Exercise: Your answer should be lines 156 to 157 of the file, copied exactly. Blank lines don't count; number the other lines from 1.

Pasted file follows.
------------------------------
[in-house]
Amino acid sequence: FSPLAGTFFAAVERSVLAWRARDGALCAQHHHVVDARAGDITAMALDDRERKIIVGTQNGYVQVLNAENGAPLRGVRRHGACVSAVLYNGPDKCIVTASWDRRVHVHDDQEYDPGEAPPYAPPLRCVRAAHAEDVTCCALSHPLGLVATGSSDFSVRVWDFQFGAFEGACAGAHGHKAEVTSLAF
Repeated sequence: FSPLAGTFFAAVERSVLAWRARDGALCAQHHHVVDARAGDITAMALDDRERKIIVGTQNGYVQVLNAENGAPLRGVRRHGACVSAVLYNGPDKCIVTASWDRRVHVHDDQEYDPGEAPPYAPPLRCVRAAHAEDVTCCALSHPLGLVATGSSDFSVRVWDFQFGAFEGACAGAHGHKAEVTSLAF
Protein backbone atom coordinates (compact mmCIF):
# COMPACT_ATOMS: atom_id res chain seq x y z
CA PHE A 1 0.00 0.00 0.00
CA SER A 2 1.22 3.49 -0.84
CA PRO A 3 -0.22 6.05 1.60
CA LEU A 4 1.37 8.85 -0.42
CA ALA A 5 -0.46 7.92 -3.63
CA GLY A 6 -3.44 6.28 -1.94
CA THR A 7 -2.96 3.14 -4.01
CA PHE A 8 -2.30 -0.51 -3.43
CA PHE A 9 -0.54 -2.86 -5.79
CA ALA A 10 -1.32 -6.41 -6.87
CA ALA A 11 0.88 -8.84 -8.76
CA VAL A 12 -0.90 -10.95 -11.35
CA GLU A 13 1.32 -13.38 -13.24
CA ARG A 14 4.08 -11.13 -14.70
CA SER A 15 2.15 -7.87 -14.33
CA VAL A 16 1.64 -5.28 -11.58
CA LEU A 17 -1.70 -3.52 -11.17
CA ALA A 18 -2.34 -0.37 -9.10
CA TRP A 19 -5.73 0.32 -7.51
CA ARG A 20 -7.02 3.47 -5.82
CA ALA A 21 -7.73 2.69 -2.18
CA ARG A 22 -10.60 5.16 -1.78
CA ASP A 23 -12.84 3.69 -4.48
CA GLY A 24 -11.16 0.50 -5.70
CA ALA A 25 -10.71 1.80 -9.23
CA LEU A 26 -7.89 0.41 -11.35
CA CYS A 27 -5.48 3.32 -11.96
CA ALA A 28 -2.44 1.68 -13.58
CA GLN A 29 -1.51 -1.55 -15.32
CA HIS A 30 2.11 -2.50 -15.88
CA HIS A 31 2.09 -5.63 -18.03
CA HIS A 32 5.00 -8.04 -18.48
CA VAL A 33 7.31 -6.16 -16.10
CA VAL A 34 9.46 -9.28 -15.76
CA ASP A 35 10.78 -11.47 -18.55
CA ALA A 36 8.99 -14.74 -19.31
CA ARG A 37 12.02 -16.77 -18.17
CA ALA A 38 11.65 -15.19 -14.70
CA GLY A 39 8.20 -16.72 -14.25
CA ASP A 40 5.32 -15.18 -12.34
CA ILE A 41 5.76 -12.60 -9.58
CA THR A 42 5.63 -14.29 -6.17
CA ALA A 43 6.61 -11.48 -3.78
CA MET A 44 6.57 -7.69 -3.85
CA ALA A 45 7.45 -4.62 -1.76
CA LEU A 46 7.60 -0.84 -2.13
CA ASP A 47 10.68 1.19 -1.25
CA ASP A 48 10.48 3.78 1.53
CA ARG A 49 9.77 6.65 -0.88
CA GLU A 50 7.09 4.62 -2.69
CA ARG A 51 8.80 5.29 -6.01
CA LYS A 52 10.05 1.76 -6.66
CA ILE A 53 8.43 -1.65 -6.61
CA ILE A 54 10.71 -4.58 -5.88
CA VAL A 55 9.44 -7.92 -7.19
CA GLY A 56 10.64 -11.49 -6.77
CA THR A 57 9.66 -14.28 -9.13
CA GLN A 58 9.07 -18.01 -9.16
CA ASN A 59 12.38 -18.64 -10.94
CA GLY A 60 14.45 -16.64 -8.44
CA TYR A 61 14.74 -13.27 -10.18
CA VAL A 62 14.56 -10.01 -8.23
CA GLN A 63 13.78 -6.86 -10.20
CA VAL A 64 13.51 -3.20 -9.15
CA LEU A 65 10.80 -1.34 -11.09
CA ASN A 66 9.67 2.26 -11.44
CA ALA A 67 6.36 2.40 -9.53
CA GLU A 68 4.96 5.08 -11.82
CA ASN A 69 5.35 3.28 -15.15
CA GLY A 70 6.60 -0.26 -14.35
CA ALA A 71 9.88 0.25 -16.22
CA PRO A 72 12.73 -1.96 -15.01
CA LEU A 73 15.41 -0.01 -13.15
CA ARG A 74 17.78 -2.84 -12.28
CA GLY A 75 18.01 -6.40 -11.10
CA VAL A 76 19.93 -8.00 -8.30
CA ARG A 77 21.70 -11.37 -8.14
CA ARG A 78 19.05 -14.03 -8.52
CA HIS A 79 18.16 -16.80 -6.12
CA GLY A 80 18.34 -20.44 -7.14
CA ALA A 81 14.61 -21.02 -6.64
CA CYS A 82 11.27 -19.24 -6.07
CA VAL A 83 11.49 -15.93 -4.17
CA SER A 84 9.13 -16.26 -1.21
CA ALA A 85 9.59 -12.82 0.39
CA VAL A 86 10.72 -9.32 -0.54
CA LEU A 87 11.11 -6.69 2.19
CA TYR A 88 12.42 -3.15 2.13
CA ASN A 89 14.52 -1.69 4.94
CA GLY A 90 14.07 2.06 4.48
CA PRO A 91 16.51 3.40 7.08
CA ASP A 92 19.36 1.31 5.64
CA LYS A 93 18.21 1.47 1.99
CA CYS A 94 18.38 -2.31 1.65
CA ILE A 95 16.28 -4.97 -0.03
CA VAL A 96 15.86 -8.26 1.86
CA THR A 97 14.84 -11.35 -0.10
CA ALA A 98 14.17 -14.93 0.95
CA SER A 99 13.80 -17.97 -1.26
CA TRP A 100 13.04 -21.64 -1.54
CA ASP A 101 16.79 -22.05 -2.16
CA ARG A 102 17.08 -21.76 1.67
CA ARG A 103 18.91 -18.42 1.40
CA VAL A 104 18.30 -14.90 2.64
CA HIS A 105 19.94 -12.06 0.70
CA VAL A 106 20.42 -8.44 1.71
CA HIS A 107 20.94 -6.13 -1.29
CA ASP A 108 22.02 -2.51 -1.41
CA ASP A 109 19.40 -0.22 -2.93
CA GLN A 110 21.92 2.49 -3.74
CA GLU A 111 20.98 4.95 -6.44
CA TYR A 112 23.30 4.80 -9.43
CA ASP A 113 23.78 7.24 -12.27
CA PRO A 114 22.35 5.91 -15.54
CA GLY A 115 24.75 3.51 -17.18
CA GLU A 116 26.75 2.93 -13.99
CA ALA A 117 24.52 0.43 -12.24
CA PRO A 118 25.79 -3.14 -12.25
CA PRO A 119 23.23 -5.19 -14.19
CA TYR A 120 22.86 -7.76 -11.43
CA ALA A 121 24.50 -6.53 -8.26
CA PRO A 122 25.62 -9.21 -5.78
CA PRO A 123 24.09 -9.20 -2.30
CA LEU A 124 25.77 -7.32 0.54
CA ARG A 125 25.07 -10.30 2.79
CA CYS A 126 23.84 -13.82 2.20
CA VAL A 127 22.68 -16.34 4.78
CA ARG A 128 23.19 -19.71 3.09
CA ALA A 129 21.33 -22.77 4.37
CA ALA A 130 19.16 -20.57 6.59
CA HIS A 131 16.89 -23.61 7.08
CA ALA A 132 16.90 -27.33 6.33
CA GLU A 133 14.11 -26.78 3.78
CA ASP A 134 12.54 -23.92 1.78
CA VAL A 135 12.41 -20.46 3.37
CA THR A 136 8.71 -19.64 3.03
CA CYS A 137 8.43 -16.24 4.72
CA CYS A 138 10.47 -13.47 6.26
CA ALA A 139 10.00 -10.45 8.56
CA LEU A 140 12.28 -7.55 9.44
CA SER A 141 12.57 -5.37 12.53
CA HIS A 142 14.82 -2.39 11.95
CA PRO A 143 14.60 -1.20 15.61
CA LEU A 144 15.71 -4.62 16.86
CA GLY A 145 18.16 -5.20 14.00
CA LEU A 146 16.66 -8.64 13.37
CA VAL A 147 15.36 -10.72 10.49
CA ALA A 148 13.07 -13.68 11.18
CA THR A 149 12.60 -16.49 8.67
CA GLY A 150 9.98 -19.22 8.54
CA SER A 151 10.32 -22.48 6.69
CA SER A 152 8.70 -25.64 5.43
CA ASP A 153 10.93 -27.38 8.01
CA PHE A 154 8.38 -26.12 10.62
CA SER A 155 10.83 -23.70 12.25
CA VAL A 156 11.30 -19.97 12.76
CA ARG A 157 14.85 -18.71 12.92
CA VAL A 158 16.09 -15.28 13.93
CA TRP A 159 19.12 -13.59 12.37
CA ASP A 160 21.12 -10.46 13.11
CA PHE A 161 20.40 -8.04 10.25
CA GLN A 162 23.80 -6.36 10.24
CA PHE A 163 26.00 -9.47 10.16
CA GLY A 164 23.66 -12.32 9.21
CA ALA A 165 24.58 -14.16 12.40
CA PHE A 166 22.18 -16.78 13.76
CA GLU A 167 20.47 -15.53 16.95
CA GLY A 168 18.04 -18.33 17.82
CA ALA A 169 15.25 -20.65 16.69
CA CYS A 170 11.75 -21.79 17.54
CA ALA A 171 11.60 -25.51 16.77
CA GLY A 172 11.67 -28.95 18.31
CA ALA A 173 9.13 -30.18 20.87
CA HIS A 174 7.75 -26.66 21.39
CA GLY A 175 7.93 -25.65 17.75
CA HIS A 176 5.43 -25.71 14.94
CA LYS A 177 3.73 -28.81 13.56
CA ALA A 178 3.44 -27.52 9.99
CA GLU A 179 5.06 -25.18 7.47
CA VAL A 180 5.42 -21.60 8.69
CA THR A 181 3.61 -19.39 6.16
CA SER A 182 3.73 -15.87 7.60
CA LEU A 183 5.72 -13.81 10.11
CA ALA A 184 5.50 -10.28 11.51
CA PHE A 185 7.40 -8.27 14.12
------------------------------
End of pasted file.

CA SER A 151 10.32 -22.48 6.69
CA SER A 152 8.70 -25.64 5.43